A DIY Sushi Hand Rolls Bar is one of the most impressive but least complicated ways to host a party, for both the host and the guests. Most of the ingredients are served raw and fresh—fish, seafood, and vegetables—so all the work you have to do as the host is cooking and making the sushi rice. Shall we?
- Sushi Hand Rolls vs Regular Rolls
- What Ingredients You Need for Sushi Hand Rolls
- Best Rice for Sushi Hand Rolls
- Additional Ingredients Notes and Resources
- How to Make Sushi Hand Rolls
- Suggested Combinations for Sushi Hand Rolls
- Tools and Equipment
- What Else to Serve with Sushi Hand Rolls
- Wine and Cocktails for Sushi Hand Rolls
- Leftovers and Storage
- DIY Sushi Hand Rolls Recipe
If you have it in you to cook even a little, you can make Baked Sesame Tofu and tamago, seasoned egg omelet, yourself, but even those are available ready-made at Japanese markets. Both the sesame baked tofu and the tamago in the photo above are store-bought.
Because hand rolls are literally rolled in your hands, there is no need for special tools like bamboo rolling mats. It's casual and lets guests get creative and make the flavor combinations they like.
Sushi Hand Rolls vs Regular Rolls
So, what's the difference betwee
What Ingredients You Need for Sushi Hand Rolls
In larger cities, a regular grocery store might have some of the Japanese ingredients like tamari/soy sauce, sesame seeds, nori, and sashimi-grade fresh fish. If you have access to a Japanese grocery store, you can find many of the ingredients for a Sushi Hand Rolls party already prepared, even the seasoned sushi rice.
- Sushi rice
- Sushi nori (seaweed)
- Rice vinegar
- Pickled ginger
- Toasted sesame seeds
- Fish and Seafood Sushi Hand Roll Fillings
- Cooked Shrimp (Ebi)
- Salmon, fresh
- Tuna, fresh
- Spicy tuna
- Crab, cooked
- Uni sea urchin
- Roe and caviar
- Vegetarian/Vegetable Sushi Hand Roll Fillings
- Baked Sesame Tofu
- Roasted beet
- Persian cucumbers
- Shiso leaves
Best Rice for Sushi Hand Rolls
Rice used for sushi is a naturally sticky, short-grain, and almost always white. In my home kitchen, I use a short- or medium-grain brown rice for that extra fiber boost. Any rice labeled "sushi rice," or "short-grain Japanese rice" works. Regular white rice and other types of medium- or long-grain rice like basmati or jasmine rice will not work as well for sushi as they are not "sticky" enough.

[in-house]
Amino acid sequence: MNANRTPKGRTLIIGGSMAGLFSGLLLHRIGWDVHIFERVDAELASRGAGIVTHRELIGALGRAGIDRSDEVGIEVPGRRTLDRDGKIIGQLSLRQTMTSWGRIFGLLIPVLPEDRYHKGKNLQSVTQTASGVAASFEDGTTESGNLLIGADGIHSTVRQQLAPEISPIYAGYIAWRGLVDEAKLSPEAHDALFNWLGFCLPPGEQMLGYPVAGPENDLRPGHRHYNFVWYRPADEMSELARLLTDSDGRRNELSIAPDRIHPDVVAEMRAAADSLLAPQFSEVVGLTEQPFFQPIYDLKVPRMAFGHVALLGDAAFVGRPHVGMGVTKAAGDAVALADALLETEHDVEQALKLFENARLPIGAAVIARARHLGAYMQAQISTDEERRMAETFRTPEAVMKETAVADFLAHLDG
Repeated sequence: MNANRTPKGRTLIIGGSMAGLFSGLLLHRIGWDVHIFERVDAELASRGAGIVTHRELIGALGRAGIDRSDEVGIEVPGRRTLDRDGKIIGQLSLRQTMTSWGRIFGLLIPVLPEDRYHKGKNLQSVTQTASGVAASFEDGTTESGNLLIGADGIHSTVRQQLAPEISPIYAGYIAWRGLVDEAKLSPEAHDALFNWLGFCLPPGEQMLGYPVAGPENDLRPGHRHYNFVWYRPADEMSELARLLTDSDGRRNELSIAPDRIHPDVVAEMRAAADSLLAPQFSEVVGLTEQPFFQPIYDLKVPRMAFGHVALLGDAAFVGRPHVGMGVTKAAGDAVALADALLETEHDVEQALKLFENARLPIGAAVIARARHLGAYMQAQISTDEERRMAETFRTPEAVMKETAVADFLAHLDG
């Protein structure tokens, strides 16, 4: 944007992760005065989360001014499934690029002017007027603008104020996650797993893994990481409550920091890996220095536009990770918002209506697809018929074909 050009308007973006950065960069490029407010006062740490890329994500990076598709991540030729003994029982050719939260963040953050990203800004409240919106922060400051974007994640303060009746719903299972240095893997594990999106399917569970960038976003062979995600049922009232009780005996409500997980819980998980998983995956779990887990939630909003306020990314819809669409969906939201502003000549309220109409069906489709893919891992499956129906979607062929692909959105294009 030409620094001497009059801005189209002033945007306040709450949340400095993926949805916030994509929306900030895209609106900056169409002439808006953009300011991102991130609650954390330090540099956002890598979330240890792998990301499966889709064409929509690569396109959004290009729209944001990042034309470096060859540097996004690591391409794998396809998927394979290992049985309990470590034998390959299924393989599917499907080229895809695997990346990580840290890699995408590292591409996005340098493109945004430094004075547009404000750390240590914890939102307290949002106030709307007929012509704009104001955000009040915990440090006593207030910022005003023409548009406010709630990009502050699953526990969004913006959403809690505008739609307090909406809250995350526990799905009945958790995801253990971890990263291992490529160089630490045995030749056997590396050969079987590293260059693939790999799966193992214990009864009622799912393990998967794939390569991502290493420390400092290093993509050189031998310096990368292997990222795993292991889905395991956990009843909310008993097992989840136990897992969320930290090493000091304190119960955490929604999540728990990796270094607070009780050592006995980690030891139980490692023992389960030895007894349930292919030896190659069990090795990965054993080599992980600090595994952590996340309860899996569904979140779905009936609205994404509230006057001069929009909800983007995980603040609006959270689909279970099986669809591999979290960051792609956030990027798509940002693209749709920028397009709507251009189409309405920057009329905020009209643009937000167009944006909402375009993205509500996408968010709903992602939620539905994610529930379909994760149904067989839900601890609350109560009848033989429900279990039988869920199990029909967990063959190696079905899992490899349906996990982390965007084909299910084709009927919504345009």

If you have access to a Japanese grocery store, look for organic Kokuho Rose Brown Rice from Koda Farms, which is a multi-generational Japanese rice farming family in California who grows the best rice. Koda Farms sells directly to consumers at the Santa Monica Farmers Market on certain Wednesdays and Hollywood Farmers Market on Sundays. I have seen 5-pound bags of the organic brown rice at Japanese grocery stores (Nijiya and Mitsuwa) and even at some Whole Foods Markets in Los Angeles.
How to Prepare Sushi Rice
Wash the rice in cold water until the water runs clear, about five times. Then soak the rice in filtered water with a pinch of salt overnight before cooking.
Traditionally, sushi rice is seasoned with a mixture of rice vinegar, sugar, and salt. It is this seasoned rice that is technically the "sushi" part of sushi. The instructions for making sushi rice are included in the recipe below. You can also find specific directions here.
Additional Ingredients Notes and Resources
- Nori. Nori are the sheets of dried seaweed used to wrap up the sushi hand rolls. Use a high quality nori to make sure it stays crispy, not chewy. This brand is the best one, validated by a few local sushi chefs. It is available at Japanese markets, online, and in some Whole Foods.
- Rice vinegar. This brand and this one are both made from organic brown rice. Both of them are available at Whole Foods. I have also tried Kikkoman and Nakano which must've been unremarkable since I didn't buy them again. If you cannot find rice vinegar, substitute apple cider vinegar. The flavor is different and the acidity is slightly stronger, so use half.
- Tamari or Soy Sauce. Tamari is Japanese-style soy sauce brewed without wheat so it is gluten-free. This is the organic brand I use. You can use regular soy sauce.
- Wasabi. Wasabi is Japanese horseradish that is served along with some sushi to add heat. The very best wasabi is grated fresh from a wasabi root, which you can find in a Japanese grocery store, or online via some small farms in northern California like Half Moon Bay Wasabi. You can also buy wasabi pre-prepared in jars and tubes in refrigerated sections of Asian grocery stores.
- Pickled ginger. Containers of pickled ginger are in the refrigerated section of Asian grocery stores. Read the ingredients labels and look for the least number of ingredients, "young" or "baby" ginger, and a natural sweetener not aspartame, if any at all.
- Toasted Sesame Seeds. Sesame seeds add some texture and when toasted, a layer of umami. Make sure the seeds are toasted. If they are not toasted, toss them in a hot, dry skillet over medium heat for about 90 seconds or until they are fragrant.
Fish and Seafood for Sushi Hand Roll Fillings
You can buy most of the fish, seafood, and other fillings already prepared for sushi if you go to a Japanese grocery store. If you have it in you to prep it yourself, even better!
- Shrimp. Buy fresh shrimp labeled "jumbo" or "colossal," thread a thin skewer or long toothpick lengthwise through the shrimp to keep it from curling, boil, cool, then peil, split and flatten lengthwise. You can also find pre-cooked and packaged shrimp specifically for sushi at Japanese markets.
- Fresh salmon, tuna, and yellowtail (hamachi). "Sashimi-grade" is not an actual, official term from the USDA or FDA. It is a way for a seller to indicate that they themselves have judged that their fish is safe to eat raw.
- Spicy tuna, canned or fresh. Make your own spicy tuna mix with finely chopped fresh tuna and the same spicy tuna sauce in this recipe.